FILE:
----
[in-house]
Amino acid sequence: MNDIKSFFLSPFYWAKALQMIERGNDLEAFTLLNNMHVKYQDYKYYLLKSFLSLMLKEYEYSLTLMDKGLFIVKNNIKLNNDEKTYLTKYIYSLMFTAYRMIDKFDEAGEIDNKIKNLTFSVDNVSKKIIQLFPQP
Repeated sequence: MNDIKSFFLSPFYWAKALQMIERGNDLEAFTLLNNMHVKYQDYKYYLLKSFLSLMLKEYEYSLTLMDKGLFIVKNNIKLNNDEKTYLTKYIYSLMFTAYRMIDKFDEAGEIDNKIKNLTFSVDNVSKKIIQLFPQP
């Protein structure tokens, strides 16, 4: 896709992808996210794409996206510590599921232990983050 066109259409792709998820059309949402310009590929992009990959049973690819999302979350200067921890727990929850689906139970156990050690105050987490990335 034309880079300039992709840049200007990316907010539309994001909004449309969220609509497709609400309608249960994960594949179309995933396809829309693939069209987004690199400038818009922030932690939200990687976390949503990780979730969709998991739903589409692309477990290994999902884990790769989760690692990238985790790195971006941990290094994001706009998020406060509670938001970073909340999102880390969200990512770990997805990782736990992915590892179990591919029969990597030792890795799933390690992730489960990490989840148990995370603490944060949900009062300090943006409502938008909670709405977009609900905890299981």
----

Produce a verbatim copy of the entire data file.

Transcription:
[in-house]
Amino acid sequence: MNDIKSFFLSPFYWAKALQMIERGNDLEAFTLLNNMHVKYQDYKYYLLKSFLSLMLKEYEYSLTLMDKGLFIVKNNIKLNNDEKTYLTKYIYSLMFTAYRMIDKFDEAGEIDNKIKNLTFSVDNVSKKIIQLFPQP
Repeated sequence: MNDIKSFFLSPFYWAKALQMIERGNDLEAFTLLNNMHVKYQDYKYYLLKSFLSLMLKEYEYSLTLMDKGLFIVKNNIKLNNDEKTYLTKYIYSLMFTAYRMIDKFDEAGEIDNKIKNLTFSVDNVSKKIIQLFPQP
């Protein structure tokens, strides 16, 4: 896709992808996210794409996206510590599921232990983050 066109259409792709998820059309949402310009590929992009990959049973690819999302979350200067921890727990929850689906139970156990050690105050987490990335 034309880079300039992709840049200007990316907010539309994001909004449309969220609509497709609400309608249960994960594949179309995933396809829309693939069209987004690199400038818009922030932690939200990687976390949503990780979730969709998991739903589409692309477990290994999902884990790769989760690692990238985790790195971006941990290094994001706009998020406060509670938001970073909340999102880390969200990512770990997805990782736990992915590892179990591919029969990597030792890795799933390690992730489960990490989840148990995370603490944060949900009062300090943006409502938008909670709405977009609900905890299981």